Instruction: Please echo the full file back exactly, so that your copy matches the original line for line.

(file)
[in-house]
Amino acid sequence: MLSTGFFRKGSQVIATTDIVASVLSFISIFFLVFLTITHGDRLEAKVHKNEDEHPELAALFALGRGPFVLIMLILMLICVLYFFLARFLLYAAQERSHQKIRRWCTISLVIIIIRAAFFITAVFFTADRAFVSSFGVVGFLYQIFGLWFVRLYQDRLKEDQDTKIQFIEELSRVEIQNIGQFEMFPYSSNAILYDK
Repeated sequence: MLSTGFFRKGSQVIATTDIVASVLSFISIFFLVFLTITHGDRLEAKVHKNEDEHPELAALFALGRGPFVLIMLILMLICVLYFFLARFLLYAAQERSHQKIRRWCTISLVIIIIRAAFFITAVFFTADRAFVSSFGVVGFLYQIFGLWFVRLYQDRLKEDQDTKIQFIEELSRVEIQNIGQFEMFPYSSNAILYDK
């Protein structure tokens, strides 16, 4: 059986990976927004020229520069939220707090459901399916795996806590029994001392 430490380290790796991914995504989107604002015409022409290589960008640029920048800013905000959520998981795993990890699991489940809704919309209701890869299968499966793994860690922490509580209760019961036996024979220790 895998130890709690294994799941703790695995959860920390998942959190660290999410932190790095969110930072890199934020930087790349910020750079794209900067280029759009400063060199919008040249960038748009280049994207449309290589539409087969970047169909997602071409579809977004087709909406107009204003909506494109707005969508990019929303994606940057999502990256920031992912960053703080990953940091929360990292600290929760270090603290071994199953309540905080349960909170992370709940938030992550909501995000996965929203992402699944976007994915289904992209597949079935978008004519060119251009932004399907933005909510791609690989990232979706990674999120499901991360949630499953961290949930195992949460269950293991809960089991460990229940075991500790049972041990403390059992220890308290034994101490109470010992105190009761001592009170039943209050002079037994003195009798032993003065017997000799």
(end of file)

[in-house]
Amino acid sequence: MLSTGFFRKGSQVIATTDIVASVLSFISIFFLVFLTITHGDRLEAKVHKNEDEHPELAALFALGRGPFVLIMLILMLICVLYFFLARFLLYAAQERSHQKIRRWCTISLVIIIIRAAFFITAVFFTADRAFVSSFGVVGFLYQIFGLWFVRLYQDRLKEDQDTKIQFIEELSRVEIQNIGQFEMFPYSSNAILYDK
Repeated sequence: MLSTGFFRKGSQVIATTDIVASVLSFISIFFLVFLTITHGDRLEAKVHKNEDEHPELAALFALGRGPFVLIMLILMLICVLYFFLARFLLYAAQERSHQKIRRWCTISLVIIIIRAAFFITAVFFTADRAFVSSFGVVGFLYQIFGLWFVRLYQDRLKEDQDTKIQFIEELSRVEIQNIGQFEMFPYSSNAILYDK
């Protein structure tokens, strides 16, 4: 059986990976927004020229520069939220707090459901399916795996806590029994001392 430490380290790796991914995504989107604002015409022409290589960008640029920048800013905000959520998981795993990890699991489940809704919309209701890869299968499966793994860690922490509580209760019961036996024979220790 895998130890709690294994799941703790695995959860920390998942959190660290999410932190790095969110930072890199934020930087790349910020750079794209900067280029759009400063060199919008040249960038748009280049994207449309290589539409087969970047169909997602071409579809977004087709909406107009204003909506494109707005969508990019929303994606940057999502990256920031992912960053703080990953940091929360990292600290929760270090603290071994199953309540905080349960909170992370709940938030992550909501995000996965929203992402699944976007994915289904992209597949079935978008004519060119251009932004399907933005909510791609690989990232979706990674999120499901991360949630499953961290949930195992949460269950293991809960089991460990229940075991500790049972041990403390059992220890308290034994101490109470010992105190009761001592009170039943209050002079037994003195009798032993003065017997000799």